A pre–post interventional study to reduce time spent on clinical documentation by nurses and midwives

Alannah L. Cooper, Matthew A. Albrecht, Suzanne Kelly, Siobhan P. Eccles, Janie A. Brown

Research output: Contribution to journalArticlepeer-review

Abstract

Aim: To evaluate the impact of a co-designed intervention to reduce time spent on clinical documentation and increase time for direct patient care. Design: A pre- and post-test interventional study with multi-method evaluation, reported according to the Transparent Reporting of Evaluations with Nonrandomised Evaluations Designs guidelines. Methods: An intervention to decrease the burden of documentation was co-designed and implemented. Pre- and post-intervention data were collected via time and motion studies and the Burden of Documentation for Nurses and Midwives (BurDoNsaM) survey. Documentation audits were conducted to assess intervention fidelity. Results: Twenty-six shifts were observed (13 pre-intervention, 13 post-intervention). Although the coronavirus pandemic contributed to decreases in staffing levels by 38% (from 118 to 73 staff), the number of task episodes completed increased post-intervention, across all shift patterns. Documentation took less time to complete post-intervention when assessing time per episode. A mean increase of 201 episodes was observed on morning shifts, 78 on evening shifts and 309 on night shifts. There were small increases for time spent on direct patient care compared to pre-intervention but there was less time per episode. Results from the BurDoNsaM survey indicated that participants felt documentation took less time post-intervention. Documentation audits found completion improved as staff gained familiarity, but deteriorated when staffing levels were reduced. Conclusion: The intervention was able to reduce time spent completing documentation, increasing the time available for direct patient care. Implications for the profession and/or patient care: Completing clinical documentation is part of the daily work of nurses and midwives. Clinical documentation needs to accurately capture key information in a concise and streamlined manner to avoid unnecessary burdens and release time for direct patient care. Impact: This study tested a co-designed intervention to address the burden of clinical documentation for nurses and midwives, The intervention reduced time spent on clinical documentation and increased time for direct patient care, This study could be replicated to reduce the burden of clinical documentation in other settings and benefit clinicians and patients by releasing more time for direct patient care. Reporting Method: The study is reported using the Transparent Reporting of Evaluations with Nonrandomised Evaluations Designs (TREND) guidelines. Patient or Public Contribution: The research project and intervention evaluated in this study were co-designed through a clinician-researcher collaboration. A research team that consisted of clinically based nurses and midwives and nurse scientists was formed to address the burden of clinical documentation. As the end-users of clinical documentation, the clinically based nurse and midwife co-investigators were involved in the design, conduct, interpretation of the data, and preparation of the manuscript.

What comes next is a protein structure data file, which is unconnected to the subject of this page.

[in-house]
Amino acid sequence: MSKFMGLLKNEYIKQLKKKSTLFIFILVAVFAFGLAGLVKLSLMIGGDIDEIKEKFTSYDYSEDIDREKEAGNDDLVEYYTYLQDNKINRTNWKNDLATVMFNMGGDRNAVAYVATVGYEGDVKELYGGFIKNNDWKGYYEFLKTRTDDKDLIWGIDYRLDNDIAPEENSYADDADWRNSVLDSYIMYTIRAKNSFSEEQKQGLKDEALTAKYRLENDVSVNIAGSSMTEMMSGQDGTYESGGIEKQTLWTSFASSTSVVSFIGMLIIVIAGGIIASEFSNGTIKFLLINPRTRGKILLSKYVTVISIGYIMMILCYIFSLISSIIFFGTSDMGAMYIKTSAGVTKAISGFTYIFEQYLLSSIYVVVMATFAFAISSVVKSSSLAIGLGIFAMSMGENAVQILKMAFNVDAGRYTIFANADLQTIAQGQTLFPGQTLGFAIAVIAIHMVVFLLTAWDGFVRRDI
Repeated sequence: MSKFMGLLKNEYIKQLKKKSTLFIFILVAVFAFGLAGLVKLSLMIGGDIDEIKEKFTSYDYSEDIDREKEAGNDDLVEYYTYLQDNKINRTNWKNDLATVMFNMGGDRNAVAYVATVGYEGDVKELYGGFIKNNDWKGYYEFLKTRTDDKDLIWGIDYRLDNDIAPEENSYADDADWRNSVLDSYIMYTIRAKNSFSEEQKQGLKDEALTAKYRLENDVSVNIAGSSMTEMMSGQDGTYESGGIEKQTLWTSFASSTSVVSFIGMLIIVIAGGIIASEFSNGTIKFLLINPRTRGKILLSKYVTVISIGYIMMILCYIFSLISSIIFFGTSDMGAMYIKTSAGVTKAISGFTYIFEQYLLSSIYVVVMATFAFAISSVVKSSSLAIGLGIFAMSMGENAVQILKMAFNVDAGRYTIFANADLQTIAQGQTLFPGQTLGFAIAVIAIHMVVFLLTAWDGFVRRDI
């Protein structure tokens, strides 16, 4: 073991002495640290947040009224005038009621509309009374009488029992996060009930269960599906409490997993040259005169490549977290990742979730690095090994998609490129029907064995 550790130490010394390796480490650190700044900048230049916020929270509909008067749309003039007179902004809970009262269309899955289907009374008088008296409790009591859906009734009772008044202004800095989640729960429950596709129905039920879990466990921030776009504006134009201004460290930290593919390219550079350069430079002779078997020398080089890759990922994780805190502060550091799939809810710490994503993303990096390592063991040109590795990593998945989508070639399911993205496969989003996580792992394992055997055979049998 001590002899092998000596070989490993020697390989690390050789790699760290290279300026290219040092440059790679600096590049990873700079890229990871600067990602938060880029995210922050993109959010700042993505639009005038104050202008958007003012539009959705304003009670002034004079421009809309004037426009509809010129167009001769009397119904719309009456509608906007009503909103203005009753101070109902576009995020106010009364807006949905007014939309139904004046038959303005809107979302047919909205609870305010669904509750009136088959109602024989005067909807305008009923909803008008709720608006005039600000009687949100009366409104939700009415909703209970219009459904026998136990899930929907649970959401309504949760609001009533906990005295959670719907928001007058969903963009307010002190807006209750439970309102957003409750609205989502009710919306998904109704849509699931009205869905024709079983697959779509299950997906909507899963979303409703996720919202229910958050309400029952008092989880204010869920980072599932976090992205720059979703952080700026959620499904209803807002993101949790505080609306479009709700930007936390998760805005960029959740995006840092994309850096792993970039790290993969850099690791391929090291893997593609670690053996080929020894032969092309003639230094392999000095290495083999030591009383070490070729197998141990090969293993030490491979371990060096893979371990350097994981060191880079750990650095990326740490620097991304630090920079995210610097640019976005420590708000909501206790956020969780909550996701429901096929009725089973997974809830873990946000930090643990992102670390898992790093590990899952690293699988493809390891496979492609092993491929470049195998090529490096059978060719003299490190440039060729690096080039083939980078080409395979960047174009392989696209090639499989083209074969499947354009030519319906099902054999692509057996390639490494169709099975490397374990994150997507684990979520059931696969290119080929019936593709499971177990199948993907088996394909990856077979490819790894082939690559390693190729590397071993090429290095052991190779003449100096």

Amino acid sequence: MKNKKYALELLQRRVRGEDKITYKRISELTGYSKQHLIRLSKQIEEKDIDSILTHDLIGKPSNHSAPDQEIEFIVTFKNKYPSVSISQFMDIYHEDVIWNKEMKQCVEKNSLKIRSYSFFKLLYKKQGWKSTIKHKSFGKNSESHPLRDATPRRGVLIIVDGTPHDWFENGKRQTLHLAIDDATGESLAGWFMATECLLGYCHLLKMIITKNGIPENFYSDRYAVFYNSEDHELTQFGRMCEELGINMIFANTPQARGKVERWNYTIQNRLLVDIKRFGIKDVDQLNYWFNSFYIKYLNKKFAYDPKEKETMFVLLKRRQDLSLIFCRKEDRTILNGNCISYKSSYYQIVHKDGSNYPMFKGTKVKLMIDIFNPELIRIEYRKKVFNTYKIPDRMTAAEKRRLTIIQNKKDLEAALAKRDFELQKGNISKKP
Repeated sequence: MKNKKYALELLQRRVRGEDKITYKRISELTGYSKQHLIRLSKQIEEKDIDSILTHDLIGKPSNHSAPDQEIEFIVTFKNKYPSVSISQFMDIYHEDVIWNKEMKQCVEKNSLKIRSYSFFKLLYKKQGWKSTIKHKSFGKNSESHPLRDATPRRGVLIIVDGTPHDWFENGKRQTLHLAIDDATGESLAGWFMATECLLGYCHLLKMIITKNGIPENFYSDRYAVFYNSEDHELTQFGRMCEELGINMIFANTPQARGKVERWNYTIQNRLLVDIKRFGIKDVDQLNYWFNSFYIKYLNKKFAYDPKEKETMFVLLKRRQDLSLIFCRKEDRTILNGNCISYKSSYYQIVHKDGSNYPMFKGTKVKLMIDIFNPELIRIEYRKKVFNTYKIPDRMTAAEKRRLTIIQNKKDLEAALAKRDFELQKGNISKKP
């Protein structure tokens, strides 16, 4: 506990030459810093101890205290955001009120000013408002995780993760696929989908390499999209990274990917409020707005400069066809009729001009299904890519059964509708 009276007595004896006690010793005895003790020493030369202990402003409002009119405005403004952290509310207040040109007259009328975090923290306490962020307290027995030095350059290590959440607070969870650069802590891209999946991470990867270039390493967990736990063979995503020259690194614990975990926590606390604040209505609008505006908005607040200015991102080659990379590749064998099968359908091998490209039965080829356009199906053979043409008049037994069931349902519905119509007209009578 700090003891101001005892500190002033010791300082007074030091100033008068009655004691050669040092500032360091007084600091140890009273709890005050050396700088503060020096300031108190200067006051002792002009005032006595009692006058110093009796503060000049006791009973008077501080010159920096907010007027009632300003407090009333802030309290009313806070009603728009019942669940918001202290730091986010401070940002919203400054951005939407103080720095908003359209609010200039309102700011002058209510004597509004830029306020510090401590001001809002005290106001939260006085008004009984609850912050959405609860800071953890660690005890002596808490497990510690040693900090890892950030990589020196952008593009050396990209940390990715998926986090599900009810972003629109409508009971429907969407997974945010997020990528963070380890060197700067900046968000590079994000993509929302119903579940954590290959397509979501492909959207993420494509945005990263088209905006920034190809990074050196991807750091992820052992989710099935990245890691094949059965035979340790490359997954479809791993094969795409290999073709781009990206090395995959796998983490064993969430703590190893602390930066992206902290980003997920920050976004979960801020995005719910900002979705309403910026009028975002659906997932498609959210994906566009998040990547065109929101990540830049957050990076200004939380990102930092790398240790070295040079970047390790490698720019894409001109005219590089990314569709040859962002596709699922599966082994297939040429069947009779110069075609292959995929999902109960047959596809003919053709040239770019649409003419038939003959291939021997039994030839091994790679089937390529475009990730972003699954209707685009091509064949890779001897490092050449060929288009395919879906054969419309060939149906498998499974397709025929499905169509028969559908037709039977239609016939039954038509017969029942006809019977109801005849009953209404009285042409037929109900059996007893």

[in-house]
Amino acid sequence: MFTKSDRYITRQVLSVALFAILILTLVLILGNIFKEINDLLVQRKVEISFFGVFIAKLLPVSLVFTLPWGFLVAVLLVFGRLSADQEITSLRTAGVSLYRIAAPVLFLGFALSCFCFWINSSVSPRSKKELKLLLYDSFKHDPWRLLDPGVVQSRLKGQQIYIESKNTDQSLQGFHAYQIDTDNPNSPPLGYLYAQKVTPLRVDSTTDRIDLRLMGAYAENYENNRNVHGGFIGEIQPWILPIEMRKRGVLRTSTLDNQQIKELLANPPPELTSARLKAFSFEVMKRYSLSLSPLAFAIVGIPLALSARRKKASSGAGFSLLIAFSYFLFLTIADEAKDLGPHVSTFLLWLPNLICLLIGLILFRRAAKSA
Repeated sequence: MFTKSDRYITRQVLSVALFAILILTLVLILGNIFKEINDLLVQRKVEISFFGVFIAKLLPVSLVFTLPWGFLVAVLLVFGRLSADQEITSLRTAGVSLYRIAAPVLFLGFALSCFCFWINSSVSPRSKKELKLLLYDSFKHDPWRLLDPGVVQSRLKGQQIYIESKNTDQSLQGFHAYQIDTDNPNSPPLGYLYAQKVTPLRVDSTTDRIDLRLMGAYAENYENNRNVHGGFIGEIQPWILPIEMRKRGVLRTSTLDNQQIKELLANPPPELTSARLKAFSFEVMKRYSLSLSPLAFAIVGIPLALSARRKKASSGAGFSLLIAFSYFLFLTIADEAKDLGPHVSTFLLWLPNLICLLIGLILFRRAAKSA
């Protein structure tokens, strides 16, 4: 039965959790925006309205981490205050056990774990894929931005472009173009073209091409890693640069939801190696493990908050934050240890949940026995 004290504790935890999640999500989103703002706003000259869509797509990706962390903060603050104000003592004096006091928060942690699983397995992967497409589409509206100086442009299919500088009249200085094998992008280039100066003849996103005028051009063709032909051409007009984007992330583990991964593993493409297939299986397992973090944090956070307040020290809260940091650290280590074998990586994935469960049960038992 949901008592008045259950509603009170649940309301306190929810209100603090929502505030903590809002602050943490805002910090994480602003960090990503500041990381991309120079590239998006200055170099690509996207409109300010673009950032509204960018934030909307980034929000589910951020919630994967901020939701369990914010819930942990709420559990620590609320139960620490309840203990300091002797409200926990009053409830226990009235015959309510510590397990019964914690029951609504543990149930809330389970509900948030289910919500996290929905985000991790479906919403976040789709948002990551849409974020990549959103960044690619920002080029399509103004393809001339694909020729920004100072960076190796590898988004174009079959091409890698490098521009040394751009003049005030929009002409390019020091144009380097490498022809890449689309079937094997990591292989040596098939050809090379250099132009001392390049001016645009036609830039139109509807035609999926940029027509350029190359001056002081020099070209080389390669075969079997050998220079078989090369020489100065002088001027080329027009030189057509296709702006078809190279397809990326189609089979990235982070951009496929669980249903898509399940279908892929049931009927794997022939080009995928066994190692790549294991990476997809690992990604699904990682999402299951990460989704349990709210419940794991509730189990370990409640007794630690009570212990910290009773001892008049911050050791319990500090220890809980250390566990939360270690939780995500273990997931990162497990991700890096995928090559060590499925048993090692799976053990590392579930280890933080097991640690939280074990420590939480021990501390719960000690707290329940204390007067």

Original languageEnglish
Pages (from-to)1452-1463
Number of pages12
JournalJournal of Advanced Nursing
Volume80
Issue number4
Early online date20 Nov 2023
DOIs
Publication statusPublished - Apr 2024

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